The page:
As you’ve probably heard, Yucatan foods are delicious, varied, and with exotic touches that will surprise you.
This cuisine derives basically from the Hispanic and Mayan cultures.
The exquisite taste that characterizes it depends precisely on the combination of recipes and ingredients that give its origin.
Its typical flavors are recognizable throughout Mexico due to the predominance of strong seasonings used in most recipes.
Corn is also an essential component of Yucatan foods and is abundantly consumed.
I invite you to join me on this tour of the 21 best Yucatan foods, hoping that you will soon be able to visit the Yucatan peninsula and enjoy them all!
1. Cochinita Pibil, a classic of Yucatan Foods
Let’s begin our gastronomic tour with the recipe that tops all the lists of dishes from this beautiful Mexican state: cochinita pibil.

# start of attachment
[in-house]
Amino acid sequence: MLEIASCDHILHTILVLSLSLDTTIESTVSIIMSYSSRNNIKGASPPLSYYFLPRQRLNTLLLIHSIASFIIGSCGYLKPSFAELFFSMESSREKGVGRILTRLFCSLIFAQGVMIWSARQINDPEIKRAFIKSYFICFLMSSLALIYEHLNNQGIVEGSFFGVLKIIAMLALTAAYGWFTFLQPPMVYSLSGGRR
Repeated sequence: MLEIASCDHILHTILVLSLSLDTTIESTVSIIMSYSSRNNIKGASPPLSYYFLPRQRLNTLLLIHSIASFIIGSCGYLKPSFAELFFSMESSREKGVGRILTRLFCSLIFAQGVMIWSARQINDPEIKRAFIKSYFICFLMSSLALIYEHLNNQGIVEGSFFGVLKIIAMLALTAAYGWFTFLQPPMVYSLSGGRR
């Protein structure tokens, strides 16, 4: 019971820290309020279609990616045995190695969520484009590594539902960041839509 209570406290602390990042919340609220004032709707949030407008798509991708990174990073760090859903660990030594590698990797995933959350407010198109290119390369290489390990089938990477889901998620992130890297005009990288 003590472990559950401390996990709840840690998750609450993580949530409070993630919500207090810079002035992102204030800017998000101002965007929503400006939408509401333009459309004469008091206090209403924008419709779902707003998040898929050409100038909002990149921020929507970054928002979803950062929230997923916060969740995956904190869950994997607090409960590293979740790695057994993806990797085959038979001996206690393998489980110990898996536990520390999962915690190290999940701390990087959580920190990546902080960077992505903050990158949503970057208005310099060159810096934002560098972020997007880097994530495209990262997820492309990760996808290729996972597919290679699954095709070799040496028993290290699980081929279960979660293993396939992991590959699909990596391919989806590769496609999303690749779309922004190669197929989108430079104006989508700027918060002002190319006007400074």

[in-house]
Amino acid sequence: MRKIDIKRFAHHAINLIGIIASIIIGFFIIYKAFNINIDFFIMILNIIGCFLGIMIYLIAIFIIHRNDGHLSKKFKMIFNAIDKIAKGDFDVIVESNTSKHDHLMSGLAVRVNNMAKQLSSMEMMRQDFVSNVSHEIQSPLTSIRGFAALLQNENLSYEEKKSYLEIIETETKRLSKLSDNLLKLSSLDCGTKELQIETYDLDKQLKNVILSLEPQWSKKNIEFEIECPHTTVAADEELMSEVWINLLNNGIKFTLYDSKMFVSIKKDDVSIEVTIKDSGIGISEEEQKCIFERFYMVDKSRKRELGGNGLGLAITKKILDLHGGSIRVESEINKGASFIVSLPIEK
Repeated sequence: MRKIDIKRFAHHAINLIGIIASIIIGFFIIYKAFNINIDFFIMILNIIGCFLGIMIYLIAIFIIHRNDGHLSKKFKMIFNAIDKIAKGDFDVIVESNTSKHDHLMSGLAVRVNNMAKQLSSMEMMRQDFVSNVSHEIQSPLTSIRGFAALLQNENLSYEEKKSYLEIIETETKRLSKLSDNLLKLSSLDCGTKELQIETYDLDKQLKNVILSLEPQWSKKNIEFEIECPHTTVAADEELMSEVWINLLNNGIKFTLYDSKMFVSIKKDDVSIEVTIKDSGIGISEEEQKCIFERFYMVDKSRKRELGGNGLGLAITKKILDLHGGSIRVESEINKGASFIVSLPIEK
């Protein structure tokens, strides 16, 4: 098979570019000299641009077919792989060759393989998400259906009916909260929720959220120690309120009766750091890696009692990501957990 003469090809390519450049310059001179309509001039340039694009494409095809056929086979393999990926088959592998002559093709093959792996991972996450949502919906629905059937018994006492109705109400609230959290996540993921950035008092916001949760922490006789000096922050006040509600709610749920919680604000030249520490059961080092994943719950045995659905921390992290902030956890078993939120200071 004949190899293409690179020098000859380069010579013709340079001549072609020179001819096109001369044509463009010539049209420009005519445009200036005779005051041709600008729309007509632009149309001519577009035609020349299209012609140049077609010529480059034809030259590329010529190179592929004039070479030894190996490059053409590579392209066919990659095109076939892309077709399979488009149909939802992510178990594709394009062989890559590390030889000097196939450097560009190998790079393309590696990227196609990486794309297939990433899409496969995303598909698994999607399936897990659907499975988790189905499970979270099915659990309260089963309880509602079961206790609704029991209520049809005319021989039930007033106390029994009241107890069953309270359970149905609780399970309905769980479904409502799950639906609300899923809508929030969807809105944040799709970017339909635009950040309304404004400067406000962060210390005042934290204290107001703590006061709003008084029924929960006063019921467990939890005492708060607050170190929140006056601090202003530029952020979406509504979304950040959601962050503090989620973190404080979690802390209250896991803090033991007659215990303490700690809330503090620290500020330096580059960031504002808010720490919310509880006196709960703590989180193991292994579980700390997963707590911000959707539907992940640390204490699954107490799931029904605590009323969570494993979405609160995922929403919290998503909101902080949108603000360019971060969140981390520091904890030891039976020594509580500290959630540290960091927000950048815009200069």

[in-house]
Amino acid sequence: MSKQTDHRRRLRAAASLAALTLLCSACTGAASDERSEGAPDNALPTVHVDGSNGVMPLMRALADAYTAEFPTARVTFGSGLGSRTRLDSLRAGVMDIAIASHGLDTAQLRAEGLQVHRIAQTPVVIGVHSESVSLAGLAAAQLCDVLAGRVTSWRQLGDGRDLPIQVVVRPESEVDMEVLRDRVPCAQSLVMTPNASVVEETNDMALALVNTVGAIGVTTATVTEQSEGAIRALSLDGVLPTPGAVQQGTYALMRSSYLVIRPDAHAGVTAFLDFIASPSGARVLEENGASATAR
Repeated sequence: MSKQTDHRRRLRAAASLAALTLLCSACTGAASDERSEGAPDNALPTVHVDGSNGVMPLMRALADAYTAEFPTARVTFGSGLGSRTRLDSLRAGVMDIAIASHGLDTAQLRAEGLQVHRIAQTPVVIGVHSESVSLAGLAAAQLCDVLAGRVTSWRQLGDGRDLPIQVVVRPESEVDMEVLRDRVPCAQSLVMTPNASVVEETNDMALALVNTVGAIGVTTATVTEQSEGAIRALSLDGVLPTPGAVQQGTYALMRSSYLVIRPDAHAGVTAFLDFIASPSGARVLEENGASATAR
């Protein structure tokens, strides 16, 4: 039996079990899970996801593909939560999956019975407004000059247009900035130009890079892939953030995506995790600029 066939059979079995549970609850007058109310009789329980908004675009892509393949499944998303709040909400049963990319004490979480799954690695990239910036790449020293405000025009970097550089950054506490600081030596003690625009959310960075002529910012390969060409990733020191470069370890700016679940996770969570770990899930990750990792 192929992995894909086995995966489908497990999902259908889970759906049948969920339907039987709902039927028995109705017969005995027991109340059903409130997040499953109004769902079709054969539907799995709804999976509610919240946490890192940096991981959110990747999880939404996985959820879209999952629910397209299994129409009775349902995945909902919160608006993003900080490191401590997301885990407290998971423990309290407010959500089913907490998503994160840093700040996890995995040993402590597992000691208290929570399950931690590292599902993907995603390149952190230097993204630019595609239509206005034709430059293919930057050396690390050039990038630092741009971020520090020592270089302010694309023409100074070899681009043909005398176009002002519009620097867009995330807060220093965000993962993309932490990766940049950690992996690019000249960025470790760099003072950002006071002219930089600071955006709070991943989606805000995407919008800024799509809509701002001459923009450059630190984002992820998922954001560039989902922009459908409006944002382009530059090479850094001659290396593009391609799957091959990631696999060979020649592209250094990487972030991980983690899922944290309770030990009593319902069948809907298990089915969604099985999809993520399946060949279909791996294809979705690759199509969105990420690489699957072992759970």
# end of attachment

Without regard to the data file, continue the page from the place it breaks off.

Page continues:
The star dish of Yucatecan cuisine and one of the inaugural dishes of the gastronomic encounter between Mexico and Spain.
The pork is marinated with achiote and cooked in an earth oven wrapped in banana leaves.
It is seasoned with a sauce based on red onion and habanero chili in sour orange juice.
The cooking technique is of pre-Hispanic origin, as the Indians used it to prepare pheasants, guajolotes, and wild boars.
It is usually eaten with corn tortillas and tortas. The earth ovens give a unique charm to the dish, but they can also be prepared in a regular stove oven.
Papadzules are an icon among the typical dishes of Yucatan.
A kind of Yucatecan enchilada filled with boiled egg with a dressing made with pumpkin seeds and epazote.
A tomato and habanero chile sauce can also be added.
Other fillings are based on chicken, cheese, and pork.
This tremendous Yucatecan delicacy is eaten in Yucatan, Quintana Roo, and Campeche and is common in restaurants and food stands in Merida and other peninsula cities.